Would you describe riding a bicycle on a large street in the middle of a major city as “cozy”?
It’s safe to say that most Americans would choose a different word. But that’s the one that sprang to mind for Molly Purdin, a young web interface designer who commutes by bike in Austin, during an interview this spring about the 4th Street protected bike lane. Check out this 22-second clip
“It’s like a little party — it’s so fun,” Purdin says of riding in the two-way lane on 4th Street. “Everybody is just waving at each other and ringing their bells. And it’s really cozy and I love that little part of my commute, because we’re all just sort of in it together.”
It’s a charming snapshot of one commuter’s experience. But as people who happen to know much about Denmark have already realized, “cozy” isn’t just an interesting turn of phrase. It’s the most common English translation of “hygge,” one of the most important words in Danish culture, one that’s often described as untranslatable into English. Among urban bike planners, it’s also been one of the guiding principles of Copenhagen’s turn away from the auto-dependence of the 1970s and toward the “human scale” city that great bike infrastructure creates.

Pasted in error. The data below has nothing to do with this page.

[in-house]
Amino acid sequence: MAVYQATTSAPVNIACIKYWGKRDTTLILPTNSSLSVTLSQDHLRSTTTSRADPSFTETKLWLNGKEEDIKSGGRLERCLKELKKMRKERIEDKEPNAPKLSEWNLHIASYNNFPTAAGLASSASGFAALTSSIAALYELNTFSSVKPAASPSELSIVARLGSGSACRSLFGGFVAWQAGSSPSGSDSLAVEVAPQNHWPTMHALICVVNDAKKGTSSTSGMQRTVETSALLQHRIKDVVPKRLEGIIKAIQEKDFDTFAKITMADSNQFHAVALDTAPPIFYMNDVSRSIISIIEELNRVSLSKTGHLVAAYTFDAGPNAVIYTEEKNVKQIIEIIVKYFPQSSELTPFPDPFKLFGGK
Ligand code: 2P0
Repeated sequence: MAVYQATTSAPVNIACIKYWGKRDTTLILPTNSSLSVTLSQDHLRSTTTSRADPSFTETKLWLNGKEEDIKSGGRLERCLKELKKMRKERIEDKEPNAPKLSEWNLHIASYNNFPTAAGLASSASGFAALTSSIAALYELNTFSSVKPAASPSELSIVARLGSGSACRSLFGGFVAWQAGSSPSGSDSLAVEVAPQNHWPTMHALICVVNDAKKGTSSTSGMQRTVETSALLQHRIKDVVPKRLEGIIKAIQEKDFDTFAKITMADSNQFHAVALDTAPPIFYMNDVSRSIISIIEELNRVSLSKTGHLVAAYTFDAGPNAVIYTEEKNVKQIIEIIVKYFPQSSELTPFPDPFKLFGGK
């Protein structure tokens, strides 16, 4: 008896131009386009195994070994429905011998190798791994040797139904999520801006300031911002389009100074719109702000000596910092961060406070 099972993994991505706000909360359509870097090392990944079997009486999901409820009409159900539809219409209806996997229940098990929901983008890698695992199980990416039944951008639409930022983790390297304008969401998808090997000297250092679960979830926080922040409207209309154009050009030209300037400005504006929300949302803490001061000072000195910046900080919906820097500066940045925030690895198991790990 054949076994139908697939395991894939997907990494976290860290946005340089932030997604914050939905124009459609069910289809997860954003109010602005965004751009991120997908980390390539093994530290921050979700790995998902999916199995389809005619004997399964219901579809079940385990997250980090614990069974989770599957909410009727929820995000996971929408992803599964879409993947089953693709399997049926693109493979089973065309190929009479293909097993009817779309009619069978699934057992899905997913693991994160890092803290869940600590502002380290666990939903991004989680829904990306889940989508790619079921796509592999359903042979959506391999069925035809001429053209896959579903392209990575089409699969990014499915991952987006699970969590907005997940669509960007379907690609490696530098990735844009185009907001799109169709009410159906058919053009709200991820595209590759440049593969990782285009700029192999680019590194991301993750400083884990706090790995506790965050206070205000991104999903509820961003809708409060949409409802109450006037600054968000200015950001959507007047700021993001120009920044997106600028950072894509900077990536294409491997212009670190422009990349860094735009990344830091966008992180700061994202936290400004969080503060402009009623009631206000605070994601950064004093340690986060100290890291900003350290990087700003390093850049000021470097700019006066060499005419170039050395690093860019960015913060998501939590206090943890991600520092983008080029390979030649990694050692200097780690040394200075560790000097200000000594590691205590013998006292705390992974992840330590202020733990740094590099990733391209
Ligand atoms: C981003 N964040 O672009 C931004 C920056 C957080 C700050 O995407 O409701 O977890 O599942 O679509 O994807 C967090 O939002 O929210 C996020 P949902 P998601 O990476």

As one Dane on one of last year’s Green Lane Project study tours put it in a conversation with Chicago officials, “hygge” is “the feeling you get when cycling down a street on a nice day with your grandson riding on the handlebars pointing at the world and talking to you.”
Call that feeling whatever you will. We’ll call it awesome.
If protected bike lanes are helping this feeling find its way into English — by way of central Texas, no less — that’s pretty awesome, too.